The Iberian Lynx is a famous native Spanish species. This remarkable animal is listed on the World’s Most Endangered Big Cats List. Only a few are left in the wild today. According to estimates, there are only 160 left. While it was once widespread throughout Spain, Portugal, and parts Southern France, it is currently at the brink of extinction. This would make it the most endangered cat species since the sabretoothed leopard over 10,000 year ago. It was the first wild cat species ever to be included on the IUCN Red List.
Evidence shows that the Lynx, believed to have supernatural powers, was worshipped in Iberia by tribesmen who believed it linked to the underworld. Romans wore a picture of the lynx on the breastplates they wore to show their strength.
The number of Spanish tigers began to decrease around 2 centuries ago. They were approximately 10,000 by the beginning the 20th. Their decline can all be attributed primarily to changes in their habitat, road accidents, or accidental trappings. Myxomatosis also reduced their numbers, as did the spread hemorhagic pneumonia which destroyed their main food sources.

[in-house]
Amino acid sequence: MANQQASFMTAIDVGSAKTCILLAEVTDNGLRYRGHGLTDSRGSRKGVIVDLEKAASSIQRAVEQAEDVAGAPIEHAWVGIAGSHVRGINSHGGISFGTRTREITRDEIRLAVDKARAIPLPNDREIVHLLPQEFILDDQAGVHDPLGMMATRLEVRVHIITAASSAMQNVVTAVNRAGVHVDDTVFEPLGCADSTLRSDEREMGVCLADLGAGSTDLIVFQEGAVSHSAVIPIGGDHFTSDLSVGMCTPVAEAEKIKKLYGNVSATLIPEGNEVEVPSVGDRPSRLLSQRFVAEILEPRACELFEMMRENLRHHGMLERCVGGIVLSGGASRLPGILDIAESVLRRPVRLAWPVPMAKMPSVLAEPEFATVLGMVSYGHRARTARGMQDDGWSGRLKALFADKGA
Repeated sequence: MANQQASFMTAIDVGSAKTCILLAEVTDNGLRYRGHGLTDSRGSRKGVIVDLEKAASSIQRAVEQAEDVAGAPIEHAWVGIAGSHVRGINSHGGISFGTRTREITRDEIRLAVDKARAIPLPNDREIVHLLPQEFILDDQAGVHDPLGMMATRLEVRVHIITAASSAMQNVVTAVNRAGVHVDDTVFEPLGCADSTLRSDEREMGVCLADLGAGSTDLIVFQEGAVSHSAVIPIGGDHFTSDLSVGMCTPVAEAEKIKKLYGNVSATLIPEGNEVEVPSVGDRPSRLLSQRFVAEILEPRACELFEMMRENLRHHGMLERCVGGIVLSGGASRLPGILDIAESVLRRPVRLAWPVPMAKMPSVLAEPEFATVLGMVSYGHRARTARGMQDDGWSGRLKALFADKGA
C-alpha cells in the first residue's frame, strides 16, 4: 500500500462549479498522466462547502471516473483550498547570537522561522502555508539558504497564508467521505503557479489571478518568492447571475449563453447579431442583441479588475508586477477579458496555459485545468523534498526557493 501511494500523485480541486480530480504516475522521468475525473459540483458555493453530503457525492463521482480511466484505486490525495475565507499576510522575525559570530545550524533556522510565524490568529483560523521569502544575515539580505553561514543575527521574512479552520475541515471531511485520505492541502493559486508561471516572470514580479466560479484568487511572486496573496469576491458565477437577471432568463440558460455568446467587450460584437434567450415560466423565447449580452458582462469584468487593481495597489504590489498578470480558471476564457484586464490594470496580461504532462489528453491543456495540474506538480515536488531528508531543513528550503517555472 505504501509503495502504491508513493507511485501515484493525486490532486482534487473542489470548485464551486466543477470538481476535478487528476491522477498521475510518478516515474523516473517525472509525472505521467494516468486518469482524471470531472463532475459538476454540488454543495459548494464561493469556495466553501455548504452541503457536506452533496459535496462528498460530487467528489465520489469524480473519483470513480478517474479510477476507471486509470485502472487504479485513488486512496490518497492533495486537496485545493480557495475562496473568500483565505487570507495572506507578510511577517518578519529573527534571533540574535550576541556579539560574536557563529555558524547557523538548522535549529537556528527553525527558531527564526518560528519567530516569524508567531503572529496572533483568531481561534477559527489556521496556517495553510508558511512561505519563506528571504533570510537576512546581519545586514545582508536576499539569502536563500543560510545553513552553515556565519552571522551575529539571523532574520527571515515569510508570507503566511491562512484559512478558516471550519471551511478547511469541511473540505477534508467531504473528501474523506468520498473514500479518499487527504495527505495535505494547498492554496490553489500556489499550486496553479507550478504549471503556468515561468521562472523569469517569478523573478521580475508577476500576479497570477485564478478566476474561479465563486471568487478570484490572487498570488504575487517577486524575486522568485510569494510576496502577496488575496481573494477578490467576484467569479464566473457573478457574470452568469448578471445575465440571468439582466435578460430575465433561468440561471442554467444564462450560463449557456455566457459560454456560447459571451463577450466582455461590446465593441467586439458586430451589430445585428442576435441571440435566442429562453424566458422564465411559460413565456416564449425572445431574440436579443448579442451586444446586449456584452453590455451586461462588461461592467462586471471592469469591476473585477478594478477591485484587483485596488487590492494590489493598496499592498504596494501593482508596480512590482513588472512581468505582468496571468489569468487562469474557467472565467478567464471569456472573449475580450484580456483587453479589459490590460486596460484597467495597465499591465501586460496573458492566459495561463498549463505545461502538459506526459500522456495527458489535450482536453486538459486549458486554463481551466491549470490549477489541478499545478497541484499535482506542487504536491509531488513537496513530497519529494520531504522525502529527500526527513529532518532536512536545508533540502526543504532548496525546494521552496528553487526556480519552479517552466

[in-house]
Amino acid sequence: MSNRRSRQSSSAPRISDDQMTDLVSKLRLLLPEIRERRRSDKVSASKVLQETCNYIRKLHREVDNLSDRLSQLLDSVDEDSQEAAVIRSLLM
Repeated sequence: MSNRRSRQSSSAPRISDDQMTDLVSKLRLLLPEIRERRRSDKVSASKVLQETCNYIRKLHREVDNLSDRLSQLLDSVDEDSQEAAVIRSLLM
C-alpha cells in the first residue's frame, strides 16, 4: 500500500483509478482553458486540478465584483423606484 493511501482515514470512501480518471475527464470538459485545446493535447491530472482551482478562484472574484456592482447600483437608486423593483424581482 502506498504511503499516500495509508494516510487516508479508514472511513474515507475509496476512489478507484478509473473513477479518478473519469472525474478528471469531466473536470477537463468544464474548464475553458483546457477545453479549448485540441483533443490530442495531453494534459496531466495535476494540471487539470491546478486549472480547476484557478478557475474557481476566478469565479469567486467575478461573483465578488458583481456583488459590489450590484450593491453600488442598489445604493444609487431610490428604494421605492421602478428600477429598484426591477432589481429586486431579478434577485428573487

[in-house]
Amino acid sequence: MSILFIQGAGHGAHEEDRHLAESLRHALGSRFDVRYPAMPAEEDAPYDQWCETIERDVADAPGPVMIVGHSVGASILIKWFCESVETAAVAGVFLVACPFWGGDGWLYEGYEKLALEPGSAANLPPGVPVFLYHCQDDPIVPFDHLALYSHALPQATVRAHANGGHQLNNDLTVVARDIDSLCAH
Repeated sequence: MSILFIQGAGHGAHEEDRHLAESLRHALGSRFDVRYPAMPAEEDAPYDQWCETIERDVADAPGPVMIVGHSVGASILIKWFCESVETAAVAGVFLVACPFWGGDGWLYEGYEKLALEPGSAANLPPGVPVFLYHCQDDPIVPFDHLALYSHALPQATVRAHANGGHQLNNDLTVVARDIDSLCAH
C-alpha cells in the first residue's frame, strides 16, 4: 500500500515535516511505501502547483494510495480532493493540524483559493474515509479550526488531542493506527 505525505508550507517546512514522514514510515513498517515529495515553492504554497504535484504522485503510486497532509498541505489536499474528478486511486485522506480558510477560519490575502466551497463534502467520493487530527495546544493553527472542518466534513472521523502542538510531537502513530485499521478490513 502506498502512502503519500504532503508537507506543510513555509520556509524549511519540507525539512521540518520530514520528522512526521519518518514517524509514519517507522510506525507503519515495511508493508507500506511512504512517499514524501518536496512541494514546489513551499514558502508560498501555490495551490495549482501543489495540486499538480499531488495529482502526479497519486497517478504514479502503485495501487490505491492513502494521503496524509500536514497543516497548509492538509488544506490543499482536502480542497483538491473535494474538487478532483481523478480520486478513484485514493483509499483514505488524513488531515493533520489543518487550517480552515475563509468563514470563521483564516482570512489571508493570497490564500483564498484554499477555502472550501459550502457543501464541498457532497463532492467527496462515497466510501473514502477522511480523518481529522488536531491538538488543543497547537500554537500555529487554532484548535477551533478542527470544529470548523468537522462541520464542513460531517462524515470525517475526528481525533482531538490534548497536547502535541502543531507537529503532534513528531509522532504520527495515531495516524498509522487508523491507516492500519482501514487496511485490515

Donana Nature Park, Huelva is home to the main population of the lynx. The eastern Sierra Morena part, Jaen, houses the remaining lynx. Conservation programs are in place to conserve the few remaining lynxes, and hopefully increase numbers. The good news is that Donana nature park has found a mother and 2 kittens. This was the first time they had been discovered. Conservation efforts are clearly making a difference and numbers may continue to rise.